I don't stress about what my kids might be given; that seems silly and time consuming, to me.
So what if they grow bored or we already own it? It can be passed on or donated at another time. Doesn't mean my kids won't get some joy opening the gifts others thought enough of them to send.post #48 of 5212/22/11 at 3:01pmWe don't screen gifts. I do what a pp said upthread - try to be honest with our kids about why we might not use a gift. As in, we can't use this bubble bath, see it has ingredients that aren't good for your skin.
For me, it would feel deceptive to hide a gift. I try to model gracious acceptance of gifts we can't use, for whatever reason, & also try to impart our family values in the process. But, I'm also dealing with older kids. It is more understandable with a toddler.post #49 of 5212/24/11 at 11:30amQuote:
I have a different take on this one. When my dd was a baby, I had to work full-time, as my husband's wages were not enough to pay the rent. So, I pumped at work, and my dh stayed a home. Now, she is almost 5, and still nursing, btw. We have talked to her a number of times about how when she was a baby, her daddy gave her nanas that mommy put in a bottle. She loves these stories, as it lets her know we both love her, and have done our best to take care of her. I think, depending on the child's age and understanding, bottle-drinking dolls can provide an opportunity to talk to children about the reasons that some mommies need to put their milk in a bottle or cup.post #50 of 5212/25/11 at 12:39pmpost #51 of 5212/26/11 at 5:03pmpost #52 of 5212/27/11 at 11:50amQuote:Originally Posted by CatsMom129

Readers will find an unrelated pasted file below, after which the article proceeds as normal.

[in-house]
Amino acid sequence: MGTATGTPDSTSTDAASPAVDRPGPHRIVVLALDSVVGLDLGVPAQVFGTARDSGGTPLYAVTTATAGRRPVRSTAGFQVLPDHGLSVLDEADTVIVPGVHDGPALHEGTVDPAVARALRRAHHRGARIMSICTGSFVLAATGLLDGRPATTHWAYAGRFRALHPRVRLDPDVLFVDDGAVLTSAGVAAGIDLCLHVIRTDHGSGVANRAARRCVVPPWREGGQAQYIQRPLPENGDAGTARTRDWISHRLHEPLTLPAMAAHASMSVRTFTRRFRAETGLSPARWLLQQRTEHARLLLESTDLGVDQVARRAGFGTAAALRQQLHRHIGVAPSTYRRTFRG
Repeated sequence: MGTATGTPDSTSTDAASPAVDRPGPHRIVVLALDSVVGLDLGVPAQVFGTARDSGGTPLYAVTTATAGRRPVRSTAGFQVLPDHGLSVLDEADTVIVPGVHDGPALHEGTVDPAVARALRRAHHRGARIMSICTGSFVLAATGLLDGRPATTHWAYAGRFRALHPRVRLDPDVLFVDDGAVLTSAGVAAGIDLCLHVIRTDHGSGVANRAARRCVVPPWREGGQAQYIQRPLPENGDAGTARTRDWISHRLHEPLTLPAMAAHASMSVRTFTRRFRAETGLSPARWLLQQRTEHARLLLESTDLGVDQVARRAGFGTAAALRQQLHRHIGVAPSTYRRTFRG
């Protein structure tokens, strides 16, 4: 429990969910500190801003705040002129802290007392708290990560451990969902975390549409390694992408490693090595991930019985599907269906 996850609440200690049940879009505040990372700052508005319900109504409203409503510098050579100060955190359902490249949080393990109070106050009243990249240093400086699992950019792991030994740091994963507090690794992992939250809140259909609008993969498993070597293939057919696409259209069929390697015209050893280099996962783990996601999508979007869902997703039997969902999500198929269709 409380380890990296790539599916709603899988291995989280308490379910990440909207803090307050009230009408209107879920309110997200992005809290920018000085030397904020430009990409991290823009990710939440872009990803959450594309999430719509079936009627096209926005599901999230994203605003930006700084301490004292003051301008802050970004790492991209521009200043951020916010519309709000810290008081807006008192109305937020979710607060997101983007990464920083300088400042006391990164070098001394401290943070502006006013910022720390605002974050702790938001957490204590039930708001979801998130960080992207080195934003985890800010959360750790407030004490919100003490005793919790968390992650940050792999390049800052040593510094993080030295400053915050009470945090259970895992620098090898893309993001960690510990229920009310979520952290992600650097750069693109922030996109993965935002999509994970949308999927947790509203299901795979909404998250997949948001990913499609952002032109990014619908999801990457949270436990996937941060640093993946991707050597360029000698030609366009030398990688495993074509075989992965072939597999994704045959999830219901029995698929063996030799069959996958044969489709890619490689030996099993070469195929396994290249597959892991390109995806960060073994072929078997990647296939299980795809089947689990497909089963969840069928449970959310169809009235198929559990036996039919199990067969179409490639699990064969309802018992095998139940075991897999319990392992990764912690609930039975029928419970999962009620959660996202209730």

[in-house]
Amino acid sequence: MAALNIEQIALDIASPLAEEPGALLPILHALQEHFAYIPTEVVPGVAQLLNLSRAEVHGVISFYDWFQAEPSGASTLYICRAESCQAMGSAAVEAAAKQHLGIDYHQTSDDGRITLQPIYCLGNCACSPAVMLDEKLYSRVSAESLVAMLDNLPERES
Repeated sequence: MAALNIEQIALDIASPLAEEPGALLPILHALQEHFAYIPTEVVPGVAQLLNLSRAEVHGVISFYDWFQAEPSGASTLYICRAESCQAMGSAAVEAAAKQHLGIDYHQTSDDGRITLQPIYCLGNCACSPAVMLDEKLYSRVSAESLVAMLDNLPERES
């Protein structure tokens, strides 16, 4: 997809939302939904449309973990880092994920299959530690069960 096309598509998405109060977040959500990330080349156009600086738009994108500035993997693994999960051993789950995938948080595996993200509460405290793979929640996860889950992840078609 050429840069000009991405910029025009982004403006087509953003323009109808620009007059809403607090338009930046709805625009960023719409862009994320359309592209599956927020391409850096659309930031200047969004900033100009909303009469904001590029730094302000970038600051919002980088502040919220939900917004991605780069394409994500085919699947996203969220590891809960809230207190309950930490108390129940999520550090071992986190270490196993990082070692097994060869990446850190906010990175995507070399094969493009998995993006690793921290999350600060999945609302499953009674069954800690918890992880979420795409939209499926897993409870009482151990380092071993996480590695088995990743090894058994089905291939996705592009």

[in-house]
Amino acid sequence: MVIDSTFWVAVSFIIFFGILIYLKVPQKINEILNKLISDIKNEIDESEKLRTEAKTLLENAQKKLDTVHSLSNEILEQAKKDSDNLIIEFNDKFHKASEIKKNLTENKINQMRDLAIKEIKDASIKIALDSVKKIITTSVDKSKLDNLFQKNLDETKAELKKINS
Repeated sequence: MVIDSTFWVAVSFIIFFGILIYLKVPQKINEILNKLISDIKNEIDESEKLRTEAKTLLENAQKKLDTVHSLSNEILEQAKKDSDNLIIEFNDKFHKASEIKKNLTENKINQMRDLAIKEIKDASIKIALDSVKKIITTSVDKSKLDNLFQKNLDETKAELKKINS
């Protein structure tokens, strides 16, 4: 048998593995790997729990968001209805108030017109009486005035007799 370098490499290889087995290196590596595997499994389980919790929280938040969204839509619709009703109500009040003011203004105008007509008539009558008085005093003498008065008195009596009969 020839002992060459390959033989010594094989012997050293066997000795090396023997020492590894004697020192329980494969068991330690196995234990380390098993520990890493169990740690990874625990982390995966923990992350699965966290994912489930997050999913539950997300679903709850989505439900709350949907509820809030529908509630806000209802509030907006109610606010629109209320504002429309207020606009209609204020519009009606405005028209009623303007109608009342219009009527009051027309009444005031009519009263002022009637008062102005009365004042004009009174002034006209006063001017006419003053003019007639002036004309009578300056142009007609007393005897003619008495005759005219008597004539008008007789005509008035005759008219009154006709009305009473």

I have a different take on this one. When my dd was a baby, I had to work full-time, as my husband's wages were not enough to pay the rent. So, I pumped at work, and my dh stayed a home. Now, she is almost 5, and still nursing, btw. We have talked to her a number of times about how when she was a baby, her daddy gave her nanas that mommy put in a bottle. She loves these stories, as it lets her know we both love her, and have done our best to take care of her. I think, depending on the child's age and understanding, bottle-drinking dolls can provide an opportunity to talk to children about the reasons that some mommies need to put their milk in a bottle or cup.
Thats awesome. Honestly, if she had gotten that doll this christmas, I wouldnt have disappeared it, but it wasnt age appropriate (1st birthday gift), it was batttery operated, and she had never taken a bottle. So, in my mind, it was just kind of a silly, thoughtless, gift that made me cringe everytime I saw it because it was bought by the one person in my family who was very unsupportive of breastfeeding (and had insinuated that I wanted to nurse so that I had control over where and when she got to see my baby). I think now she would be old enough to understand, "some babies nurse, some babies take bottles, and some babies have both" and Id be totally fine with it.